Agri-ProFocus Learning Network
Courtesy of IDRC-Debbie Laws
One of the biggest challenges in gender research, says Jemimah Njuki, is getting it wrong. Good intentions grounded in faulty research often leave women worse off than before.
The Kenyan sociologist and gender specialist at the International Livestock Research Institute (ILRI) has heard the stories first-hand from her work in hundreds of communities throughout Kenya, Tanzania, and southern Africa.
For example, there’s Mercy, a smallholder bean farmer in Malawi who sold produce on the roadside and used the money to buy food and clothes for her family. Then along came a development project that helped increase her yield more than tenfold. It was too much to sell on the roadside, so her husband stepped in and began marketing the beans in the city. The result? Her husband spent less time at home and more of the money. Mercy often ended up with less income than before things were “improved.”
“This is a direct result of faulty research. It assumed these women didn’t know what they were doing. Of course they knew what they were doing and why. Researchers need to understand that larger context, or they can make the situation worse,” said Njuki, following a presentation on her work at the International Development Research Centre (IDRC) in Ottawa.
Rewriting the research rule book
Njuki is rewriting the rule book on how agricultural research is done throughout Africa, drawing on her work on the impacts of livestock and market interventions. With support from IDRC and the Ford Foundation, she has created standardized data collection tools — which she plans to publish in a book — that can be used across projects to address gender issues. The tools assess the various challenges and opportunities women face depending on the products they sell (dairy, livestock, or produce, for example), the production system, and the country or region in which they live.
“That’s why all of our research starts with a gender analysis, because the system within which men and women operate, and the key gender issues to be addressed, change with context,” she says. “You move from one country to another and it’s very different. You move from one production system to another and it’s very different.”
|Jemimah Njuki at the AgriGender 2011 workshop.|
As Njuki explains, the benefits of getting it right extend beyond women. Studies show that women in developing countries who earn money reinvest 90% back into their families: men, on the other hand, feed back only 30-40%. (In Kenya, for example, men spent 20% of their income on second families.) Studies also show that if women are given the same resources as men — such as land, labour, and capital — they can increase yields on their farms by 20-30%, potentially raising a country’s agricultural output by 2.5–4% and reducing the number of hungry people worldwide by 100–150 million.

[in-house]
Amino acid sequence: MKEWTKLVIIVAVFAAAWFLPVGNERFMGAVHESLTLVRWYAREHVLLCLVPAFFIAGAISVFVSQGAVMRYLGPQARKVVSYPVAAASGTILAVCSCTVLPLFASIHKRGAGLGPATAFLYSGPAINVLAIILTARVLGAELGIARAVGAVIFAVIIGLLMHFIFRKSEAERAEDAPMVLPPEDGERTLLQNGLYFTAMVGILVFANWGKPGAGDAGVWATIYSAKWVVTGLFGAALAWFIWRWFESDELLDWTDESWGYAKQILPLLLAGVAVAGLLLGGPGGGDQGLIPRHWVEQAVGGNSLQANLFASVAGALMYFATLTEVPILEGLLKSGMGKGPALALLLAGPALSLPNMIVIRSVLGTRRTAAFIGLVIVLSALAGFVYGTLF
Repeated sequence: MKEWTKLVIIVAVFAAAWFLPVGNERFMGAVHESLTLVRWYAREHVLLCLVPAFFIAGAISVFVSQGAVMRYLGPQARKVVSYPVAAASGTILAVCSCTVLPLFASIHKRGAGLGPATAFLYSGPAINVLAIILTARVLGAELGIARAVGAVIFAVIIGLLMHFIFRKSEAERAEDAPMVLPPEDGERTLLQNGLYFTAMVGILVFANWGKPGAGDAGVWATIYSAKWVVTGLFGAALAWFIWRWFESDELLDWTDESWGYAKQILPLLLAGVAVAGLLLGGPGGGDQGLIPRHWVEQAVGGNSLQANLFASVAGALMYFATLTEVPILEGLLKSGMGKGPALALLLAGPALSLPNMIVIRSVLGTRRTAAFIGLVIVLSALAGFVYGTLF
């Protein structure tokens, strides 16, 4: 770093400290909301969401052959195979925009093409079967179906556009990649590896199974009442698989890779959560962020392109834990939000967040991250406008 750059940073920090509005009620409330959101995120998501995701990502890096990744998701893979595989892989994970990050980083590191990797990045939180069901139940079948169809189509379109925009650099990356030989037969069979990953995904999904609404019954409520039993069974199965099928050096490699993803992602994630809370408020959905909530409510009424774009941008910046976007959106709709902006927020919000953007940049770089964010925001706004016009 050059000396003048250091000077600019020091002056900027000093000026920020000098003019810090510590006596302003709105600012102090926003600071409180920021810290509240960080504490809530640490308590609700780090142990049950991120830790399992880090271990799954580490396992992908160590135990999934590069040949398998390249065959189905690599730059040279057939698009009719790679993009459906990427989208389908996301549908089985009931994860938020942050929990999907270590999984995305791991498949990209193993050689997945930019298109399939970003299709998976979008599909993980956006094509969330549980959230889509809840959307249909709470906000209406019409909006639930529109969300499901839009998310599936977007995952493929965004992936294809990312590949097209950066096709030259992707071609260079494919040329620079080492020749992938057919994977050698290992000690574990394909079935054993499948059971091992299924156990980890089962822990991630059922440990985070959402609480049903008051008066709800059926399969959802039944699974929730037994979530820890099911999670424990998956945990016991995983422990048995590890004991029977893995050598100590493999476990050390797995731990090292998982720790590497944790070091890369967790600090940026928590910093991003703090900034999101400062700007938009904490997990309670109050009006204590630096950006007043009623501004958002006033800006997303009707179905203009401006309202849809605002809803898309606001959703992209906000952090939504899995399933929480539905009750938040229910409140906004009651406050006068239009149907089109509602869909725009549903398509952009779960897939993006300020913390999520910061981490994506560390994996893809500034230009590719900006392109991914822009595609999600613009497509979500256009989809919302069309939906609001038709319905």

But these gains cannot occur if project designers don’t fully understand the role of women on the family farm and in agricultural markets. In her Tanzanian study, Njuki identified three hurdles that prevented women from participating in poultry markets. They tended to lack a communication asset (in this case, a mobile phone); access to transportation; and membership in a marketing association.
What researchers didn’t understand in Mercy’s case, for example, was that women often lose control once a crop enters formal financial and market systems, which are primarily controlled by men. Njuki discovered a similar problem in Kenya, Rwanda, and Uganda. A dairy development project in those countries tried to put more money into the pockets of women by boosting milk production. But most women were not benefiting because payments were made through banks accounts, which few women had.
Understanding the challenge led to solutions. Project managers worked with finance organizations and NGOs to establish “village banks” that women could access easily in their communities. Having a cell phone was also a major advantage.
“In Kenya, most women have mobile phones and are used to using these to receive money from relatives in the West,” says Njuki. “So both the village bank and mobile banking give women more options to access the income they’re getting from milk.”
Njuki’s research is also helping to boost women’s involvement in agricultural associations and co-operatives, which are often the point organizations for development programs. Many of these groups require that 30% of their management be women. But voting rules that allow just one vote per household precluded most women from joining, because often their husbands were already members.
“Now we’re encouraging joint membership in co-operatives,” says Njuki. “Registering women as members may look like a small change but it has resulted in many more women participating and acting in leadership roles in co-operatives.”
Targeting men and women
But don’t repeat the mistakes of the past, she cautions, by implementing solutions that only target women.
“When you look at gender and development, men have to be part of the solution,” she insists. “We get buy-in from men when they see the benefit of women’s empowerment to them, the household, and the community. When people realize the broader benefits, then gender equality becomes an issue that everyone wants to address.”
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